UN warns against thirsty tech to solve water crisisFri, 22 Mar 2024 13:19:12 GMT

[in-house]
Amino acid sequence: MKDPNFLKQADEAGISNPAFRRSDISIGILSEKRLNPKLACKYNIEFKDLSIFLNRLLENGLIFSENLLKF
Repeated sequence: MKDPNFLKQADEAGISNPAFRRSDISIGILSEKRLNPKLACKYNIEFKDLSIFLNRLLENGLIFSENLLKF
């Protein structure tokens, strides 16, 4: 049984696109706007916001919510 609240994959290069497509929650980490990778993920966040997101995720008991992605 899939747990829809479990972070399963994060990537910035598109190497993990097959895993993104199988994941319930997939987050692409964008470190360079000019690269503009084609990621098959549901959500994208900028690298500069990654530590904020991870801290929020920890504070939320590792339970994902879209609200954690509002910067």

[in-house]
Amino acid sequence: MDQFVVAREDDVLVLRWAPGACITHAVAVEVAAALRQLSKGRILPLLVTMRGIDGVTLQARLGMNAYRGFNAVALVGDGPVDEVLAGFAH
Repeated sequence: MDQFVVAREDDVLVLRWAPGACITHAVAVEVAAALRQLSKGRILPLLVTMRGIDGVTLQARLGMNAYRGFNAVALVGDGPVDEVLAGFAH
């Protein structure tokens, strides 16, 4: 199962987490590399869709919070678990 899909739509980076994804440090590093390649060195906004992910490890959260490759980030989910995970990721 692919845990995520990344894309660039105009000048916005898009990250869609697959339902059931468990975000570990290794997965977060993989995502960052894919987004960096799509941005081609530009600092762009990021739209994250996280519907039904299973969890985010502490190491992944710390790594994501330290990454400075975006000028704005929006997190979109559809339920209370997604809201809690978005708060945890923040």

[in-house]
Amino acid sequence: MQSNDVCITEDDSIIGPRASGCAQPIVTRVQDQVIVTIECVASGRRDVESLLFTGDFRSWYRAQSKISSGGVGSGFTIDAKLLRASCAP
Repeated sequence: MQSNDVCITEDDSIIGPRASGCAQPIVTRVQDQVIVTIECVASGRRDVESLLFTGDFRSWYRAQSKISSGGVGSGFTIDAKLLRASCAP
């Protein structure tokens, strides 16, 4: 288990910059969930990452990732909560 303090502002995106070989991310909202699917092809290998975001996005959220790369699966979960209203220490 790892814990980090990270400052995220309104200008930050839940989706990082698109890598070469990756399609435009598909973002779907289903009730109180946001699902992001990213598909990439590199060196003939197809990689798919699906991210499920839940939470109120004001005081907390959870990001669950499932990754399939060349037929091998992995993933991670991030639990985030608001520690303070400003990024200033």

The world needs to better manage its freshwater resources but thirsty new technologies touted as solutions could lead to “serious problems” if left unchecked, a UN report warned Friday.Roughly half of the planet’s population is facing grave water shortages, with climate change-linked droughts affecting more than 1.4 billion people between 2002 and 2021, the report for the UN cultural agency UNESCO said.As of 2022, more than 2 billion people were without access to safely managed drinking water, while 3.5 billion people lacked access to decent toilets, it added.On top of that, pharmaceuticals, hormones and industrial chemicals are seeping into the world’s rivers.The report, titled “Water for prosperity and peace”, called for more water education, data collection and investment to address the crisis.It also highlighted the limits of new computer-led solutions.”An array of technologies is available to improve both water supply, water use efficiency and the quality and extension of” sanitation services, it said.But “several rapidly emerging technologies are highly water-intensive and, if left unchecked, could lead to serious problems in the near future.”Artificial intelligence (AI) had “the potential to enhance (river) basin management, emergency response, and the operation and maintenance of water supply and wastewater treatment plants,” said the report.But “AI and related technologies require large volumes of water for computer cooling systems, in addition to the (often water-intensive) energy required to power the equipment.”- Flawed solutions -While climate change is projected to intensify patterns of record rainfall and drought in coming years, solutions to tackle that problem were also using up too much water, it added.One such technique, called carbon capture and storage, syphons off CO2 from the exhaust of fossil fuel-fired power plants and heavy industry such as steel and cement factories in a bid to reduce planet-heating carbon pollution. But “carbon capture and storage systems… are extremely energy- and water-intensive,” the report said.Energy production accounts for between 10 and 15 percent of global water withdrawals, both to extract fossil fuels and cool thermal and nuclear power stations, it said.While wind, solar and geothermal energy systems are more water-efficient, they still require lithium batteries for power storage.Yet the extraction of lithium and other critical minerals for solar panels “is usually highly water-intensive, with significant risks to water quality” especially groundwater, ecosystems and local populations, the report said.